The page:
A few weeks ago Paul Adams, head of product design at Intercom, wrote a penetrating piece called the Dribbblisation of Design that struck a nerve with both the Dribbble community and the UX community, which polarized designers into a hotbed of comments (93 at the time of this blog) and retorting blogs.
Although I believe Paul made some extremely great points, he took it a bit far for my taste when he suggested that the aggregated results of Dribbble were moving our craft backward, questioning what the community on Dribbble values. He claims that too much creative work is aligned with winning awards than with primary business objectives.
Wow. That’s a lot to swallow. The problem with Paul’s blog is that it contains two arguments rolled up into one jumbled mess where a side of me completely agrees with him, but the other side of me screams “Whoa!”
His take comes off leaving me feeling as though he has an axe to grind with the makers of Dribbble, or maybe he never got an invite to join the “Dribbble family” or perhaps an ex-something of his shares a lot of work on Dribbble, I dunno. Whatever it may be, it just seems too personal and targeted toward one particular design community.
On the other hand, if you separate “Dribbble” from his argument, I wholeheartedly agree with his points about design needing to serve a purpose when looking at design through the lens of product design. That’s not to suggest that designs shared on Dribbble, which he so steadfastly attacked, do not serve that purpose, it’s just that Dribbble’s intention is not to depict a “case study” of the process and work that went into said finished product.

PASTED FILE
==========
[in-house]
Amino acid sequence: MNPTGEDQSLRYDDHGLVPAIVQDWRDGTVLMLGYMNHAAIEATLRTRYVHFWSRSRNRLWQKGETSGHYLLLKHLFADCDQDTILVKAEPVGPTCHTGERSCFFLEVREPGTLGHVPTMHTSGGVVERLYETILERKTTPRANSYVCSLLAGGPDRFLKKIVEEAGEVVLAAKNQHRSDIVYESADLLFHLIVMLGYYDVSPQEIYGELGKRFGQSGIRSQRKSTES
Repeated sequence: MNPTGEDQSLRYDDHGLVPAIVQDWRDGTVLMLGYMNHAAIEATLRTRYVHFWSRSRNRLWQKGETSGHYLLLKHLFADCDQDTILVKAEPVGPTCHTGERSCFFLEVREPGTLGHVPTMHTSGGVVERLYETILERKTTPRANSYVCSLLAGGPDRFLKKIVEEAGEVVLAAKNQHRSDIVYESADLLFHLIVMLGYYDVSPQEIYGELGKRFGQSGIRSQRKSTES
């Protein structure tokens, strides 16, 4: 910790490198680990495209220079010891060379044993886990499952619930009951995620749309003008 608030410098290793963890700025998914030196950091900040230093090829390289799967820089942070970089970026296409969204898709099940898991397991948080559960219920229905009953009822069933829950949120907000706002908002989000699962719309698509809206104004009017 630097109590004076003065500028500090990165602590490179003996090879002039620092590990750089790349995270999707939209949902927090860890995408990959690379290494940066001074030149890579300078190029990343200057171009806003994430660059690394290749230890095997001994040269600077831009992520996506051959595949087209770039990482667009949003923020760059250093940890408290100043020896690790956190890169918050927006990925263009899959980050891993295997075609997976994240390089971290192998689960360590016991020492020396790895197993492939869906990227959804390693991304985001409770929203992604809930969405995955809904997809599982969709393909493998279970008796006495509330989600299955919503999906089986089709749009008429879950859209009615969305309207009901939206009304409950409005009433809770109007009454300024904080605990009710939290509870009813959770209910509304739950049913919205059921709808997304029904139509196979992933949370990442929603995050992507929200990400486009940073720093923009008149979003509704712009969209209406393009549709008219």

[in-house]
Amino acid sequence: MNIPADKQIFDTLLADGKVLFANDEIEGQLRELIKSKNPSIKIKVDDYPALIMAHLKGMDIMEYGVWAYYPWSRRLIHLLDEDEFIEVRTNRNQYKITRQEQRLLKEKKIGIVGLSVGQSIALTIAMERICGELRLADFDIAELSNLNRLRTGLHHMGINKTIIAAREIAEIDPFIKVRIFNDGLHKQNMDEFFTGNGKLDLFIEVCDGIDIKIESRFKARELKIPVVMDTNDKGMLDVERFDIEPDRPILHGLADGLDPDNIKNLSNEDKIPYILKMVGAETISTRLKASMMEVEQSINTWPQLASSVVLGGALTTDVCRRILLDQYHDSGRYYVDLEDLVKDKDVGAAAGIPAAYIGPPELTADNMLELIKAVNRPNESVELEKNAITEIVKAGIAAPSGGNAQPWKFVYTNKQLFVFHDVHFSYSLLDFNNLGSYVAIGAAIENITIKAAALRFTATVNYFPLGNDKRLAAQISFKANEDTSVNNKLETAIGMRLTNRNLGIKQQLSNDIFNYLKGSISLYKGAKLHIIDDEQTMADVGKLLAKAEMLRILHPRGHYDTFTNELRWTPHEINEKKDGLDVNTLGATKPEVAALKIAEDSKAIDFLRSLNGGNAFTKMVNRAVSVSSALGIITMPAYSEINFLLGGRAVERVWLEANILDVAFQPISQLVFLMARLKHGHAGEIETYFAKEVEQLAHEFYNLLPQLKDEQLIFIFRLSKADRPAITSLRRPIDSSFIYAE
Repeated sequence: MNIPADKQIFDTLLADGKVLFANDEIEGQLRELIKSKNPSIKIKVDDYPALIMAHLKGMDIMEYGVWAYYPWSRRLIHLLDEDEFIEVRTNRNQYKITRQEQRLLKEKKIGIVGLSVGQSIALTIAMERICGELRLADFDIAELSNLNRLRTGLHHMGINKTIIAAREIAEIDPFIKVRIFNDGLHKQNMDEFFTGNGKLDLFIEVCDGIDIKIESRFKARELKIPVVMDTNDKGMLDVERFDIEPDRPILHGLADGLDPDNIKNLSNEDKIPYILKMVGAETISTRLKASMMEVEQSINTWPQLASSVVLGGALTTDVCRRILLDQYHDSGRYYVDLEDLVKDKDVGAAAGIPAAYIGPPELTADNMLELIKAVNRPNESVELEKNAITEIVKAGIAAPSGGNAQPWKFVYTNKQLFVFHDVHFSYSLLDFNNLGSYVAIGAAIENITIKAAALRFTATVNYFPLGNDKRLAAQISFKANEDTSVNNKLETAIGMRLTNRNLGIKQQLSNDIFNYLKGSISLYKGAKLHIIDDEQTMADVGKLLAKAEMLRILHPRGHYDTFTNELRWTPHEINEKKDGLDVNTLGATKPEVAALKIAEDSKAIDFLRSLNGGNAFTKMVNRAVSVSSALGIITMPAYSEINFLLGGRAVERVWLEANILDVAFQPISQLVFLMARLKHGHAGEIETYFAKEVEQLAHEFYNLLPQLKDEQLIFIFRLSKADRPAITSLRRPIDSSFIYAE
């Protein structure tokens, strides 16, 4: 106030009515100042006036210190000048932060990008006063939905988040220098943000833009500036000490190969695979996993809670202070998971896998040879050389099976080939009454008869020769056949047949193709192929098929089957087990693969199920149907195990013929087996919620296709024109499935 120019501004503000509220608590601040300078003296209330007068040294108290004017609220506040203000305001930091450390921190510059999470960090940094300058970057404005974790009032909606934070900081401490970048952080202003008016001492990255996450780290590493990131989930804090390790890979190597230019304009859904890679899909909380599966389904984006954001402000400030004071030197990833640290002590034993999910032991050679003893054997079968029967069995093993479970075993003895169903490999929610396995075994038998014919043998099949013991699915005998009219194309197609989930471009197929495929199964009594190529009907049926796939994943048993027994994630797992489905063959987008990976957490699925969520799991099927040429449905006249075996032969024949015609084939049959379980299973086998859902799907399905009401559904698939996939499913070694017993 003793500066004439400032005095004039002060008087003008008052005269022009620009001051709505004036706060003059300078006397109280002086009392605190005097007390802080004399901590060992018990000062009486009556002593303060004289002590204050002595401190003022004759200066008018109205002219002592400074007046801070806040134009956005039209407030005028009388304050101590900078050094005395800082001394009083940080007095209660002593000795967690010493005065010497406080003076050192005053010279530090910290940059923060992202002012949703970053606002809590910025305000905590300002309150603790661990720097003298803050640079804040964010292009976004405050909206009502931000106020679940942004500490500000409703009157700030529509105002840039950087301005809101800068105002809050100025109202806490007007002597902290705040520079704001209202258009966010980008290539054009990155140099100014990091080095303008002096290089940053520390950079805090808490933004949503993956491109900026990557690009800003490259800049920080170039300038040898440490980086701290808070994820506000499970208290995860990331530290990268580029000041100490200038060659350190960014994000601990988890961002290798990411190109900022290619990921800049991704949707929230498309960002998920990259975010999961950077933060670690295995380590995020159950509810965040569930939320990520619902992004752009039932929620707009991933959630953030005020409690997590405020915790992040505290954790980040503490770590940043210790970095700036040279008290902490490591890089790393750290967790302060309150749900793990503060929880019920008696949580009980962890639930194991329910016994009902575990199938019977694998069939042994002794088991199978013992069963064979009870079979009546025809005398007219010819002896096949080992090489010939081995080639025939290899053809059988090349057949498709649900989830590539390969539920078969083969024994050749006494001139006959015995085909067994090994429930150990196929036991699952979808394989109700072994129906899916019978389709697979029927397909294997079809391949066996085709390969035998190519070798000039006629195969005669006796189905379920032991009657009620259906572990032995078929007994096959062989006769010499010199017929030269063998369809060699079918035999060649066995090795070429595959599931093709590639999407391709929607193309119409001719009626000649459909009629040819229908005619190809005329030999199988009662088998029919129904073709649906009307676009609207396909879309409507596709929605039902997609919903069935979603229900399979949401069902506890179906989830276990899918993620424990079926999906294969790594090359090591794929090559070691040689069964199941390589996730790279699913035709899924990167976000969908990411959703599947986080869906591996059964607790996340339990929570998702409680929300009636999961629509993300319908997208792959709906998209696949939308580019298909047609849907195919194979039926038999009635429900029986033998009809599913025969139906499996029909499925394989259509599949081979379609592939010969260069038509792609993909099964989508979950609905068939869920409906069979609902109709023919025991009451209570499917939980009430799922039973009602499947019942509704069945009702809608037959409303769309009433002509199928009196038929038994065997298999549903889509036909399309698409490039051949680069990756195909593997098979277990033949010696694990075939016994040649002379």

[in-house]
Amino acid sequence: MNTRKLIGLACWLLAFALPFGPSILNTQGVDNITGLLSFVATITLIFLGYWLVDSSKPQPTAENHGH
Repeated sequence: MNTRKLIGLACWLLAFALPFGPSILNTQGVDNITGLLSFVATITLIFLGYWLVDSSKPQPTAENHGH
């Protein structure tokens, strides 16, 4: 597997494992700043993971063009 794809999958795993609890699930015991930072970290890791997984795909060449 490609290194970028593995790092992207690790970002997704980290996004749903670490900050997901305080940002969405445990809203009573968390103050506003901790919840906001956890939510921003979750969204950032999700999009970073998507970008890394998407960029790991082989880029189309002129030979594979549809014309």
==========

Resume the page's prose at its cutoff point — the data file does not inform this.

Paul seems to want Dribbble to serve as some kind of job aid, which it isn’t. Dribbble is a show and tell for designers as well as a source of inspiration for anyone who stops by to visit.
What Paul wants to see more than the finished designs themselves is the work that went into it. Great, but I would never diminish the extremely talented people in this industry or the Dribbble community as mere “stylists” as he does, just because I’m not privied to the behind the scenes work of the finished product. It’s not like they’re applying for a job. Think of Dribbble as a peer review, not a resume. That’s where Paul gets it wrong.
I understand Paul’s point, but if you agree with him (which I don’t), you could make the same argument against a number of other sites out there such as one of my favorites, Codepen.io. There’s a lot of really cool stuff on there that in and of itself doesn’t tell you what business problem it’s solving, but I don’t go into it expecting it to do that, so there’s no disappointment from my perspective. Again, these venues aren’t necessarily designed to be case studies, although if done right, a reference to a finished product on a site such as Dribbble could open the door to a more meaningful discussion about the who, what, when, and how of it, but that’s best left for a 1-1 private discussion. Not eveyone wants the whole world, or more precisely their competition, to know all of those intimate details driving the design.
So in summary, I get what Paul is saying. To do something just because it’s cool without consideration of how it solves a problem isn’t very useful until someone else comes along and finds a use for it in the big picture. But to allege Dribbble is setting our craft backward is where we completely disagree.
Shout outs to the following designers’ screenshots used in the feature image of this post (disclaimer: I have no affiliation with these designers nor have I ever spoken to them at the time of submitting this blog):
- Daniel Marian (Workout Tracking)
- Josh Hemsley (Kreyos Sports Mode)
- Tiberiu Neamu (Workout Buddy)
- Patrick Cabral (Interval Timer for Workout)
- Brently Broughton (Nike Plus Workout Summary)
- Grayden Poper (Gym App Concept)
- Blake Simkins (Benchmark Feed)
- David Kovalev (GymVisits Home)
- Daniel Marian (Charting your Progress)
- Minitheory (True Fitness App)